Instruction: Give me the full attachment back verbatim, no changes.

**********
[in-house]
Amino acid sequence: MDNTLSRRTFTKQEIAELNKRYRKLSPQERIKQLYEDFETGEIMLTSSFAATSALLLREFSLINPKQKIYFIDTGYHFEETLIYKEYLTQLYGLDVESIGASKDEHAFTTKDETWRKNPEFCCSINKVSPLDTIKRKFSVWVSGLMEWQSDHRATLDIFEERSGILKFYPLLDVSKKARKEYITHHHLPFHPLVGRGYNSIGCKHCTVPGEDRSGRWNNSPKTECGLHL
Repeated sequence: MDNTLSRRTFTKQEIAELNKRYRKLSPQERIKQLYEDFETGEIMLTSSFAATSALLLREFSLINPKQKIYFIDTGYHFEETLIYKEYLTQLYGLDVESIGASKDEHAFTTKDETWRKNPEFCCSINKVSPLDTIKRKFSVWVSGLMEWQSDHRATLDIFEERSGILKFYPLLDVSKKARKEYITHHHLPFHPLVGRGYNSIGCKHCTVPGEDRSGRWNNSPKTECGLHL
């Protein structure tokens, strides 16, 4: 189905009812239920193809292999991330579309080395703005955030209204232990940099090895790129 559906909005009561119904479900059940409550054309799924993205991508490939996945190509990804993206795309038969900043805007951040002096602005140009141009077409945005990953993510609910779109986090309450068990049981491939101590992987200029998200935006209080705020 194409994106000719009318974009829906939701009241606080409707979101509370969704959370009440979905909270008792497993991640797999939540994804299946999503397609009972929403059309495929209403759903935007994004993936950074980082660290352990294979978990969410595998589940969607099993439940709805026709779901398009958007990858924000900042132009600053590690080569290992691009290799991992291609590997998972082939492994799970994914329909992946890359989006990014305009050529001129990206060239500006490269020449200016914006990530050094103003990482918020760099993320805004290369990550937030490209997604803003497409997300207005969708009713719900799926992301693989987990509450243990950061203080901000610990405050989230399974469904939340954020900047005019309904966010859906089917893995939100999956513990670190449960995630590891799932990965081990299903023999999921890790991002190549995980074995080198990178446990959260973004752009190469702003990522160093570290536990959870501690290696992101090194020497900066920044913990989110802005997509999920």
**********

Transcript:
[in-house]
Amino acid sequence: MDNTLSRRTFTKQEIAELNKRYRKLSPQERIKQLYEDFETGEIMLTSSFAATSALLLREFSLINPKQKIYFIDTGYHFEETLIYKEYLTQLYGLDVESIGASKDEHAFTTKDETWRKNPEFCCSINKVSPLDTIKRKFSVWVSGLMEWQSDHRATLDIFEERSGILKFYPLLDVSKKARKEYITHHHLPFHPLVGRGYNSIGCKHCTVPGEDRSGRWNNSPKTECGLHL
Repeated sequence: MDNTLSRRTFTKQEIAELNKRYRKLSPQERIKQLYEDFETGEIMLTSSFAATSALLLREFSLINPKQKIYFIDTGYHFEETLIYKEYLTQLYGLDVESIGASKDEHAFTTKDETWRKNPEFCCSINKVSPLDTIKRKFSVWVSGLMEWQSDHRATLDIFEERSGILKFYPLLDVSKKARKEYITHHHLPFHPLVGRGYNSIGCKHCTVPGEDRSGRWNNSPKTECGLHL
């Protein structure tokens, strides 16, 4: 189905009812239920193809292999991330579309080395703005955030209204232990940099090895790129 559906909005009561119904479900059940409550054309799924993205991508490939996945190509990804993206795309038969900043805007951040002096602005140009141009077409945005990953993510609910779109986090309450068990049981491939101590992987200029998200935006209080705020 194409994106000719009318974009829906939701009241606080409707979101509370969704959370009440979905909270008792497993991640797999939540994804299946999503397609009972929403059309495929209403759903935007994004993936950074980082660290352990294979978990969410595998589940969607099993439940709805026709779901398009958007990858924000900042132009600053590690080569290992691009290799991992291609590997998972082939492994799970994914329909992946890359989006990014305009050529001129990206060239500006490269020449200016914006990530050094103003990482918020760099993320805004290369990550937030490209997604803003497409997300207005969708009713719900799926992301693989987990509450243990950061203080901000610990405050989230399974469904939340954020900047005019309904966010859906089917893995939100999956513990670190449960995630590891799932990965081990299903023999999921890790991002190549995980074995080198990178446990959260973004752009190469702003990522160093570290536990959870501690290696992101090194020497900066920044913990989110802005997509999920």